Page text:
Merriam-Webster adds 'Second Gentleman' to the dictionary
© Bonnie Cash

Merriam-Webster added an entry for “Second Gentleman” this month after Vice President Harris’s husband, Doug EmhoffDoug EmhoffThe Hill's 12:30 Report - Presented by Facebook - What the CDC's updated mask guidance means The Hill's Morning Report - Presented by Emergent BioSolutions - Facebook upholds Trump ban; GOP leaders back Stefanik to replace Cheney The Hill's Morning Report - Presented by Emergent BioSolutions - House GOP drama intensifies; BIden sets new vax goal MORE, became the first male spouse of a president or vice president.

The dictionary noted that several states have had “second gentlemen” married to their respective governors, but “it’s finally common enough to have met our entry criteria.” 

“In concert with a new family’s arrival at Number One Observatory Circle, on the grounds of the United States Naval Observatory, the term Second Gentleman has finally met our criteria for dictionary entry. Vice President Kamala HarrisKamala HarrisHere's why Joe Biden polls well, but Kamala Harris does not Immigration experts say GOP senators questioned DHS secretary with misleading chart Carper urges Biden to nominate ambassadors amid influx at border MORE’s husband, Douglas Craig Emhoff, is the first Second Gentleman the United States has ever had,” Merriam-Webster said in a statement announcing its update of 520 new words in January.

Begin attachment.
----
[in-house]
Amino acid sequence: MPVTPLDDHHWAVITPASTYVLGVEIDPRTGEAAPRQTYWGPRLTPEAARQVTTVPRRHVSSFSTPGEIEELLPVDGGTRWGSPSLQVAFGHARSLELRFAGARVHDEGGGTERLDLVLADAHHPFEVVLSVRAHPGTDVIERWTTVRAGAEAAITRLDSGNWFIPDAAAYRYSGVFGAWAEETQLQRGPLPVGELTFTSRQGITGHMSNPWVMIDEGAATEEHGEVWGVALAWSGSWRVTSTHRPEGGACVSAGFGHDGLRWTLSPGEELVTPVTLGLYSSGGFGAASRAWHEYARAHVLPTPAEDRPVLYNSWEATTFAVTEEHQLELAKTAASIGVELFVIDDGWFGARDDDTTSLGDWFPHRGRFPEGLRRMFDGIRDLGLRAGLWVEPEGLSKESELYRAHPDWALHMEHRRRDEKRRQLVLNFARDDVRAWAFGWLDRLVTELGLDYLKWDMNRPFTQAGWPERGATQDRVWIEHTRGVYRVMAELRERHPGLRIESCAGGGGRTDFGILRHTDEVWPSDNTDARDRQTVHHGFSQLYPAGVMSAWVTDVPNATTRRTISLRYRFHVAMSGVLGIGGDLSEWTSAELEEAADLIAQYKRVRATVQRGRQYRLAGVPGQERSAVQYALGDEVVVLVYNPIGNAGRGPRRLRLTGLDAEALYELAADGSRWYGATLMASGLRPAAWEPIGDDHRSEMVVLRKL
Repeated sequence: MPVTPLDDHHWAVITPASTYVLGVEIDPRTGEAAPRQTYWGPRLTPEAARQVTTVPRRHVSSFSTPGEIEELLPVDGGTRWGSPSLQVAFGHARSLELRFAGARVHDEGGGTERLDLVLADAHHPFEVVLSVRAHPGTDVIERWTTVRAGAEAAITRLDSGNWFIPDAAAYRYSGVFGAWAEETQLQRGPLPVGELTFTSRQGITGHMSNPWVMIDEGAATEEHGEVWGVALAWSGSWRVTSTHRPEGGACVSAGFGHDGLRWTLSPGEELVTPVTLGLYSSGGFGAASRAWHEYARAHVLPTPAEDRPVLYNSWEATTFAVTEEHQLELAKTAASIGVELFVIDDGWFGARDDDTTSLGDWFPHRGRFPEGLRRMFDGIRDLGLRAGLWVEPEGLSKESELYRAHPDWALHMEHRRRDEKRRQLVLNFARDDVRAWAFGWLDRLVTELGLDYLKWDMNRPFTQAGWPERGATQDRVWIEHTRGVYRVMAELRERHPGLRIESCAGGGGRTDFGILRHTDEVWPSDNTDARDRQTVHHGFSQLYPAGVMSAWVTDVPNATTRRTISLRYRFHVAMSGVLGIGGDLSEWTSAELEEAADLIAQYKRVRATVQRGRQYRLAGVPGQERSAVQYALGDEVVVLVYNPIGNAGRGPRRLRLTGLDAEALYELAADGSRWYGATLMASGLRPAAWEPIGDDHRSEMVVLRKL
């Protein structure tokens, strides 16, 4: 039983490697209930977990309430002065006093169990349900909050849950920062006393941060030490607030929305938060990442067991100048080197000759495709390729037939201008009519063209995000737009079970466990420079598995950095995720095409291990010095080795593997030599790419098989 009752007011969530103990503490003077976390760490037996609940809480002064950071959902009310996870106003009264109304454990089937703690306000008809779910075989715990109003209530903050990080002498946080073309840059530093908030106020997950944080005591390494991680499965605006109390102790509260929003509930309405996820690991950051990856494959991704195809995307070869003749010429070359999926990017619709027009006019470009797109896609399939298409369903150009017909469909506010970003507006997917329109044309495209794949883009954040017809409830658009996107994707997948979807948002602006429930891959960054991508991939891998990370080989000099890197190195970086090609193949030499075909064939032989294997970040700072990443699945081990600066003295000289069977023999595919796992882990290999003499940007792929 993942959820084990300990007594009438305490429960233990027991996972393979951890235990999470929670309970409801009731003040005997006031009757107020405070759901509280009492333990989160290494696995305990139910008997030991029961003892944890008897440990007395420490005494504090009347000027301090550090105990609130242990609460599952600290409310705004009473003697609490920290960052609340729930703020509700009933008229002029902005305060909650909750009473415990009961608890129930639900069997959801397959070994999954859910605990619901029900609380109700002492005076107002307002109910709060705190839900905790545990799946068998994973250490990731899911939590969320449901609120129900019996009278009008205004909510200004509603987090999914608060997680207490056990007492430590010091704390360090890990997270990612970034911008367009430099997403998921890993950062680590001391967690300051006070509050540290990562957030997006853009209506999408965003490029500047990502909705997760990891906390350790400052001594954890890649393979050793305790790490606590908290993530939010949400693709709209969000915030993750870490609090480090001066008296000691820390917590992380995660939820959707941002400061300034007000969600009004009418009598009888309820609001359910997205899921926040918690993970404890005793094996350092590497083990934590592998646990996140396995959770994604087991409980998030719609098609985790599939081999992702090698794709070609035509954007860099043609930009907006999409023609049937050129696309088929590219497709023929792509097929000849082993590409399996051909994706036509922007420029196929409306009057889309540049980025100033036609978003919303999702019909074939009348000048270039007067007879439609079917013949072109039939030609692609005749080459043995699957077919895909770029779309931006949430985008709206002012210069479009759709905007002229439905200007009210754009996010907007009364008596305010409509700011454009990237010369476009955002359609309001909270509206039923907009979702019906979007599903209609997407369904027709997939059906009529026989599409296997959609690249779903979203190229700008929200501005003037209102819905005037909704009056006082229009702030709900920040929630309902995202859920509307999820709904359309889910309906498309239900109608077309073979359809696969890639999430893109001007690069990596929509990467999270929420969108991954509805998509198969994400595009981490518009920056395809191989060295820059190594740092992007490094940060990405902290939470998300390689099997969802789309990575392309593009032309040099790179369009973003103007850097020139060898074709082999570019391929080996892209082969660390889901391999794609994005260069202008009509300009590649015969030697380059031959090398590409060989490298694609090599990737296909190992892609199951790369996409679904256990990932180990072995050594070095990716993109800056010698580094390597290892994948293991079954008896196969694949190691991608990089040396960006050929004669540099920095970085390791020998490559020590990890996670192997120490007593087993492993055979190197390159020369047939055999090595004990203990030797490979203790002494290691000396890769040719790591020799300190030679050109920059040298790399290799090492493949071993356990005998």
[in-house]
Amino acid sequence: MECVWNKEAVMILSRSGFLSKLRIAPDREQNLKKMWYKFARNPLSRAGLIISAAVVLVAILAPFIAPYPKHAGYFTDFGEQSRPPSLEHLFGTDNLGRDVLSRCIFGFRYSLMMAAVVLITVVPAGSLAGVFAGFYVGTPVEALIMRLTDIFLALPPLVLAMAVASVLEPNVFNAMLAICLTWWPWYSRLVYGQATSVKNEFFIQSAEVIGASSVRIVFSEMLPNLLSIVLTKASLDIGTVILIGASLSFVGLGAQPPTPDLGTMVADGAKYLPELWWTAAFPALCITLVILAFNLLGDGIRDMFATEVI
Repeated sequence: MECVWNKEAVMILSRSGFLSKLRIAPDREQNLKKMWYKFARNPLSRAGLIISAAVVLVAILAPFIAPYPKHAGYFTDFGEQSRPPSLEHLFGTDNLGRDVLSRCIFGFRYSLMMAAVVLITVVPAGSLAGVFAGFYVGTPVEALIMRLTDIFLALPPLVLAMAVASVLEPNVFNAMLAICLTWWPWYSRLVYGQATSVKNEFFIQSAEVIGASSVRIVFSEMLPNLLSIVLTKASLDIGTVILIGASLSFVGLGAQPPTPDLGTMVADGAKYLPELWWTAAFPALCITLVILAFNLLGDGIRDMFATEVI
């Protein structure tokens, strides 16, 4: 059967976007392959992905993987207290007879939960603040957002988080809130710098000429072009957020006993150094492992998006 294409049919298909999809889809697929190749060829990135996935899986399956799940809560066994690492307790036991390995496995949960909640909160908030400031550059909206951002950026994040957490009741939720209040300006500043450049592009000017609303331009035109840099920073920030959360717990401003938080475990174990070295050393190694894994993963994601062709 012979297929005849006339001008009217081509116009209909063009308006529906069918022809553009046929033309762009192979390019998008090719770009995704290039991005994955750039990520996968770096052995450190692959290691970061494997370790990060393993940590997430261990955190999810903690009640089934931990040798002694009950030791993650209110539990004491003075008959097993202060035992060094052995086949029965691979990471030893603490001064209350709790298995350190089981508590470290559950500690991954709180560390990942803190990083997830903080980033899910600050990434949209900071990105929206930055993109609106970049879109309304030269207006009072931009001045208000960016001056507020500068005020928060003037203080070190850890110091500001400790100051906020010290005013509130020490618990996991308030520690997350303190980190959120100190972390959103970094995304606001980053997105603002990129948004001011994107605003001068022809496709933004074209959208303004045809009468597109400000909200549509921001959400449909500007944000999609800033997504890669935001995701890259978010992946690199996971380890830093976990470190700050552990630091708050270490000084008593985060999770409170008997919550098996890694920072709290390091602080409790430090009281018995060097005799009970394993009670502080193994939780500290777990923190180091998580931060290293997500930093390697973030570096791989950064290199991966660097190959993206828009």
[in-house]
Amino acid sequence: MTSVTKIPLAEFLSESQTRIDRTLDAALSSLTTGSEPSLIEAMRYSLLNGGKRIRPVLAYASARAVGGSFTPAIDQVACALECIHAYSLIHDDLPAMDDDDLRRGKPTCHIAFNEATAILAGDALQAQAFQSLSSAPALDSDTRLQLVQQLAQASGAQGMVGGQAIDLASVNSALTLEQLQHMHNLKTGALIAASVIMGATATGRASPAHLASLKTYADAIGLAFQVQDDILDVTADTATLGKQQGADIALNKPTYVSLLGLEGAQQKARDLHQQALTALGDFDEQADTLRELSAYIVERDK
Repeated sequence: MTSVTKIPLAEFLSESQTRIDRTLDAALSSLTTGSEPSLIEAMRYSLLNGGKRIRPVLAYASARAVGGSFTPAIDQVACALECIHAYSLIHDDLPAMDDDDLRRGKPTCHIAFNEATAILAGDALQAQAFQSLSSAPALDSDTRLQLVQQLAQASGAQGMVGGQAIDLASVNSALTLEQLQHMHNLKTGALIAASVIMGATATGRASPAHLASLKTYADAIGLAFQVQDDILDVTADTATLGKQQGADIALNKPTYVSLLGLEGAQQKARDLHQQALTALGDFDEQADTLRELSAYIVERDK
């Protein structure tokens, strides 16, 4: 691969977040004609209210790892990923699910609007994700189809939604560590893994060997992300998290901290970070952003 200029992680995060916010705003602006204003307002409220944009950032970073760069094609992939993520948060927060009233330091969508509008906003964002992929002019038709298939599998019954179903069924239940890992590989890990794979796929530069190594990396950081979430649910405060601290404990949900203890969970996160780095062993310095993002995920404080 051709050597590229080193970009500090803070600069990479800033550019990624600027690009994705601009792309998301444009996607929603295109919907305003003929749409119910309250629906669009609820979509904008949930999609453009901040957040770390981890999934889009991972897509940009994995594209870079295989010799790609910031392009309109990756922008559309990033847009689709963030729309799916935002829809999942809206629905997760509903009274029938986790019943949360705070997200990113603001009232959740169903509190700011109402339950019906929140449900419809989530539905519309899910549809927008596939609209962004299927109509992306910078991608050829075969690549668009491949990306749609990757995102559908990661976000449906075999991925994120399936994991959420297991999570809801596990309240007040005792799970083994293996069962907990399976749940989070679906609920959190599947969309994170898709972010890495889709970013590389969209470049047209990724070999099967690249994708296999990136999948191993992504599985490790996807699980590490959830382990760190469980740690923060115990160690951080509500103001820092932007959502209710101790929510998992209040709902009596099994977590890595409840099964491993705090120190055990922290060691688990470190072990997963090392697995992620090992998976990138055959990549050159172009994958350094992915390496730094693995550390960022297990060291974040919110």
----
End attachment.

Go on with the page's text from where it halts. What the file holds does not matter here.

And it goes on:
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Emhoff lauded the move on Twitter, saying that “I might be the first, but I won’t be the last.”

Emhoff is also the first Jewish spouse of a president or vice president.

The attorney, who is serving as a Georgetown Law faculty member, pledged last week that he will build on the “legacy of progress” from the second ladies who came before him. 

“I'll always remember generations of women have served in this role before me—often without much accolade or acknowledgment," he tweeted.